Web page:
But it was this dedicated star's purer-than-pure singing, the ideal voice for this initially delicate but fast-growing character, that drew a packed house and cinema live-relay cameras to Covent Garden on the night Culture Whisper attended. The vast, nationwide audience that resulted will have thrilled to the vast range of drama both physical and musical.
The Japanese teen bride, toyed into marriage by a passing US naval officer, takes her vows deadly seriously, literally, while her callow husband leases both her and the paper house on contracts with a one-month break clause. From her childlike first entry to her courageous, grown-woman exit, Jaho's Butterfly spreads her wings in sound, first pale and slight, later magnificent and richly hued. The high G-flat that opens the famous 'One fine day' aria, 'Un bel di vedremo', is like a silken thread.
Argentinian tenor Marcelo Puente, making his house debut, is a plausibly immature Lieutenant Benjamin Franklin Pinkerton, sailing aboard the USS Abraham Lincoln – Puccini's concept of the US was nothing if not presidential. The beard gives him the appearance of years that his hapless behaviour belies, and Puente's trivial character turns into one who experiences true remorse. The trio for Pinkerton, feeble consul Sharpless (Scott Hendricks) and faithful housekeeper Suzuki (a marvellous Elizabeth Deshong) is a breathtaking high spot.
First staged in 2003, this Madama Butterfly is the work of the directorial team Moshe Leiser and Patrice Caurier, who have collaborated for more than 30 years. Like all good things, it seems to have improved with age, become less strident in colour, and it is powerfully conducted by Antonio Pappano, who draws from an orchestra on top form the base notes of Wagner and Verdi that hum beneath the floreate top line.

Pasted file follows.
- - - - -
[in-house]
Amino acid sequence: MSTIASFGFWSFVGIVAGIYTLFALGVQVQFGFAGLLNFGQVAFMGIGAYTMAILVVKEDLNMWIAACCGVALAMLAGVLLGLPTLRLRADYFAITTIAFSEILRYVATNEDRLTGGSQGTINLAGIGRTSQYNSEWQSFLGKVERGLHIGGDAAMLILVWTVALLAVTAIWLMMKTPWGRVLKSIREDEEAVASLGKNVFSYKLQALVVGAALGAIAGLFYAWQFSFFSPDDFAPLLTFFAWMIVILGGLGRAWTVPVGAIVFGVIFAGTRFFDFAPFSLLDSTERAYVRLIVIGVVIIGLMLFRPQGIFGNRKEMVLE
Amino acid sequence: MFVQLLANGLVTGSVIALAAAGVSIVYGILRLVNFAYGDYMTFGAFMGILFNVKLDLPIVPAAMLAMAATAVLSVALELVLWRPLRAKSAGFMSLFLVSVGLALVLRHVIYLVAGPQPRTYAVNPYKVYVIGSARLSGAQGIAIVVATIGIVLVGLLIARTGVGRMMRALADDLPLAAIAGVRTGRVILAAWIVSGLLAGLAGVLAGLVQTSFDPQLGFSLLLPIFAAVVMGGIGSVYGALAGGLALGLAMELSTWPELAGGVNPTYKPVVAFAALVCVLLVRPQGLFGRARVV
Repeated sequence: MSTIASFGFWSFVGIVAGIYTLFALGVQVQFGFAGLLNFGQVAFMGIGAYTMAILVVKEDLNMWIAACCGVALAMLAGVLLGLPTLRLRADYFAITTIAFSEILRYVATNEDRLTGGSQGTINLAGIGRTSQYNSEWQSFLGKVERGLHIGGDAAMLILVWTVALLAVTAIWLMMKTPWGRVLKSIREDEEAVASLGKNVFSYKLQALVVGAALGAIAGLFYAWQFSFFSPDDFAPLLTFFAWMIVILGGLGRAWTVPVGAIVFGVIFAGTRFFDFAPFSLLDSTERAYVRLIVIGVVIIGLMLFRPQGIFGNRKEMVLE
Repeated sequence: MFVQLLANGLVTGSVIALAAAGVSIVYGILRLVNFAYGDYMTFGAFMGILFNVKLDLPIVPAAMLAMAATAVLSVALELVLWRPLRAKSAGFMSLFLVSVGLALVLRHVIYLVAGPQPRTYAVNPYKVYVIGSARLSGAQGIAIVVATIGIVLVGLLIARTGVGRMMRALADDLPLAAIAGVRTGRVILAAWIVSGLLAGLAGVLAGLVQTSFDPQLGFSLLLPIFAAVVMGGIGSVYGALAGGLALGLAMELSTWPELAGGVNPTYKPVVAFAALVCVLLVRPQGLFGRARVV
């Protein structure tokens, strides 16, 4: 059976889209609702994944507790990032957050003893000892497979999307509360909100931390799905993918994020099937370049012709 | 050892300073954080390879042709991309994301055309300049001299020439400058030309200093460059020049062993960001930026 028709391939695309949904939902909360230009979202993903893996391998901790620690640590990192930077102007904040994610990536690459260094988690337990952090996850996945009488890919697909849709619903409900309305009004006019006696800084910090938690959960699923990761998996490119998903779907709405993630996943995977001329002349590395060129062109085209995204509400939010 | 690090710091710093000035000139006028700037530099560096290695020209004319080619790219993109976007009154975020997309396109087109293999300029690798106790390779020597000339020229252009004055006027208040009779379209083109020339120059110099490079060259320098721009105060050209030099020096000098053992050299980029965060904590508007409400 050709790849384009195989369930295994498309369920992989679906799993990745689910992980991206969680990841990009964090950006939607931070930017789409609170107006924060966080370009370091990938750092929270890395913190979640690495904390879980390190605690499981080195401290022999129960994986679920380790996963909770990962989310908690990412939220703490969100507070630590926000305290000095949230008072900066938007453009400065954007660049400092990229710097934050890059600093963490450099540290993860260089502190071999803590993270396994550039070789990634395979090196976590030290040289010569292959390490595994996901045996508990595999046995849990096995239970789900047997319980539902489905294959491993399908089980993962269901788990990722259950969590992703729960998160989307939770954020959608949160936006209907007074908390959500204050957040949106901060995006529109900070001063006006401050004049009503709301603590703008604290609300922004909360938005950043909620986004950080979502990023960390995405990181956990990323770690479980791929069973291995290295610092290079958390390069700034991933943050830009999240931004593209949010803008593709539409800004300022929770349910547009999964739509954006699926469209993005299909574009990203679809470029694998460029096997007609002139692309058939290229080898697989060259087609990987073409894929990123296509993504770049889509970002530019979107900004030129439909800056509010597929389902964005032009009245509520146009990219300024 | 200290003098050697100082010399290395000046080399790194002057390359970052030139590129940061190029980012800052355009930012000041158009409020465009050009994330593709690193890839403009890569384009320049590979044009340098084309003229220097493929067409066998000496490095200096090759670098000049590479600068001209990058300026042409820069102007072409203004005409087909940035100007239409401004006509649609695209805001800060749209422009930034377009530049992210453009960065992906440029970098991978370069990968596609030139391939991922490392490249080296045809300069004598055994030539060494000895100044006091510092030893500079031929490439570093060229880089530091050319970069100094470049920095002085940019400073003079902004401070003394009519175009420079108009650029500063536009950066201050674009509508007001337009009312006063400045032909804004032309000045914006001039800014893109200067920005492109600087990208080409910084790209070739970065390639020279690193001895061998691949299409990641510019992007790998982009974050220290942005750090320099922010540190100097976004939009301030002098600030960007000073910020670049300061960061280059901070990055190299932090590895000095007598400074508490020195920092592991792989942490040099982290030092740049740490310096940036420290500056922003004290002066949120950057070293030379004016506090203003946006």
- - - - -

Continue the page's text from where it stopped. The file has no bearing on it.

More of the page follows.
In smaller roles, Yuriy Yurchuk, who seems to be worn by his ceremonial clothes, rather than vice versa (costumes by Agostino Cavalca), provides light relief as the much-divorced suitor Prince Yamadori, and Jeremy White chills the blood as a deathly white angry uncle priest, the Bonze. Rising star Gyula Nagy is as impressive as ever as the imperial commissioner.
In later performances, Ana María Martínez, a Covent Garden favourite since her 2002 debut as Donna Elvira in Mozart's Don Giovanni, and previous Violetta in La Traviata, takes on the role of Cio-Cio-San, with the Romanian Teodor Ilincai, whose roles for Covent Garden include Rodolfo in La Bohème, as Pinkerton. Christian Fenouillat's sliding panel set and Christophe Forey's soulful lighting conjure up Nagasaki harbour, cherry blossom time and the Pacific.
It was here in London that Puccini, who enjoyed the lively life and shopping in the capital on a visit in 1900, saw David Belasco’s play Madame Butterfly, itself based on a short story. The composer enlisted the librettists for his already successful operas La Bohème and Tosca to adapt for the operatic stage the story of Cio-Cio-San’s crushing humiliation. Today one of the most performed works in the repertoire, it is hard to be believe that the first performance of the opera at La Scala, Milan, went down badly. Revised, it went on to become one of Puccini's most popular works.
Performances this good show why, and a Butterfly as rare as Emanelo Jaho is a precious thing indeed.
|What||Madama Butterfly review, Royal Opera House|
|Where||Royal Opera House, Bow Street, Covent Garden, London, WC2E 9DD | MAP|
|Nearest tube||Covent Garden (underground)|
23 Mar 17 – 25 Apr 17, 11 performances; times vary
|Price||£5 - £180|
|Website||Click here to book via Culture Whisper and See Tickets|